A better, more efficient financial system is a better economy — an economy with more information, delivered where it is needed quicker. Tracer can provide incentives and tools to bring more information into the economy — information which can then be put to work by individuals and firms to more effectively manage risk.

In a previous piece with our colleagues we talked about how the DeFi sector was rebuilding financial infrastructure from the ground up. We expect this infrastructure to be a permanent feature of the financial system — new tools to move information and value around the world without the fear of censorship on Ethereum and other blockchains. The effect will not solely — or even predominantly — be felt in the developed world. It is where financial institutions are weakest or least developed that the benefits to individuals of DeFi will be greatest.

A decentralised financial system has much of the same products as a centralised one, but those products have to be built very differently, informed by different assumptions, limitations and opportunities. Identity is one of those assumptions. In traditional finance we can rely on fixed identities — with drivers’ licences and credit scores — to assess the risk of our trading counterparties. In decentralised finance we have to use hedging and insurance and cryptography.

Another key assumption is secure and reliable price feeds — a subcategory of what we in the blockchain space describe as oracles. In earlier eras of finance, oracles were few and tightly controlled, whether as trusted price feeds supplied by major exchanges or banks, or by governments.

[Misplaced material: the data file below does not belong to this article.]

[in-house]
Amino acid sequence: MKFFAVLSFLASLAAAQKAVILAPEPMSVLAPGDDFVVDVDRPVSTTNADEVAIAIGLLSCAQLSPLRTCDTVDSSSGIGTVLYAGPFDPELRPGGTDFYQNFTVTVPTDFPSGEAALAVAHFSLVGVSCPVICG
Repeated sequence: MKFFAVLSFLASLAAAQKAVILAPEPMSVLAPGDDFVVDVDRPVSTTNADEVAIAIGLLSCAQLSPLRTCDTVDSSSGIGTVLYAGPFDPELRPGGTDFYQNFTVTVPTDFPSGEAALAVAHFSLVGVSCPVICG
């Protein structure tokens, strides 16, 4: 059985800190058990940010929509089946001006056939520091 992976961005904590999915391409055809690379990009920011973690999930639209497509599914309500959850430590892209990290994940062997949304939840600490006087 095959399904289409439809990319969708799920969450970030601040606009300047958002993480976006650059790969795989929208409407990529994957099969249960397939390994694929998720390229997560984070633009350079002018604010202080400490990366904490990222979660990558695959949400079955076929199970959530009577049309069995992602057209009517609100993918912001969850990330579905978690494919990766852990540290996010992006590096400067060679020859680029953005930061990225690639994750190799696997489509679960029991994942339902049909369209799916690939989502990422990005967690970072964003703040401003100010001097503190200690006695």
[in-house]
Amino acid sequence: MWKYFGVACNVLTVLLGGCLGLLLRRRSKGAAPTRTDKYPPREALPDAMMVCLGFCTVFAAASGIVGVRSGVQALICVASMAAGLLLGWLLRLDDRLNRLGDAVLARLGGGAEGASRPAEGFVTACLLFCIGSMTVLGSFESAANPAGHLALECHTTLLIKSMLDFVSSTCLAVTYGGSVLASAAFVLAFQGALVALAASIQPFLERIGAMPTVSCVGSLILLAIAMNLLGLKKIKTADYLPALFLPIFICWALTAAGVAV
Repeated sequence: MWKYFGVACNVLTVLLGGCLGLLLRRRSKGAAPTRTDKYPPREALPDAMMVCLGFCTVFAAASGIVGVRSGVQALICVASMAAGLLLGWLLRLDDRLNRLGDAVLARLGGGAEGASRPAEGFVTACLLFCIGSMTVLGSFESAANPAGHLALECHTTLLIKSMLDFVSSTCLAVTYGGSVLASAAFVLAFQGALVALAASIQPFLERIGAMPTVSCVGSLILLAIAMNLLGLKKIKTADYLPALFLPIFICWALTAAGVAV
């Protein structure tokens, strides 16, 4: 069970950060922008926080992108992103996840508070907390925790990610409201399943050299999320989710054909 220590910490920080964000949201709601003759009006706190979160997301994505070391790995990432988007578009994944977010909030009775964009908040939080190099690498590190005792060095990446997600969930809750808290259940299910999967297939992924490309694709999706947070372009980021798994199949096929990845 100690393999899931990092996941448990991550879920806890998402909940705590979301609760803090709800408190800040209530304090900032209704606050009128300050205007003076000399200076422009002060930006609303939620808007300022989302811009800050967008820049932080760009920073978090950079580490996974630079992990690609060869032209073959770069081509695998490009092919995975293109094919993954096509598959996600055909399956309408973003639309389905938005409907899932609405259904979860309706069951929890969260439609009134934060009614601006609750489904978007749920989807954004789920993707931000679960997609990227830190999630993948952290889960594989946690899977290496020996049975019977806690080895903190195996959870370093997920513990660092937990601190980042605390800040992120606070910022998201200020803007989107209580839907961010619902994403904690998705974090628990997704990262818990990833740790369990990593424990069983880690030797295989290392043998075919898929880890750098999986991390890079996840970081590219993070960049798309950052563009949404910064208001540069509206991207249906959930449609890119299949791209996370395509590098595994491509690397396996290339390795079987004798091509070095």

But with frontier protocols like Tracer, we are entering a great democratisation of oracle-driven finance. Anyone can identify a source of data, can operationalise that data, and trade that data. In a world where there are many more sources of high quality data — many more oracles — there are many more opportunities for financial innovation. Tracer, as we see it, allows us to better tie the events of the real world to the digital world, allowing anybody to access the tools they need to hedge risk and take advantage of knowledge.

This is a potential benefit to many individuals who might reliably use or supply such feeds. But it is also a social benefit because others can then take advantage of these new economic resources to manage their own financial risks and opportunities.

Tracer DAO and its initiatives are an exciting part of the further development and democratization of finance. RMIT Blockchain Innovation Hub is proud to be the academic partner of the Tracer DAO. We are confident, in time, that this infrastructure will become part of the architecture of the digital economy destined to create a more inclusive economy that drives prosperity.

For more information about the RMIT Blockchain Innovation hub team see our work at https://rmitblockchain.io/

For more information about Tracer see the following links: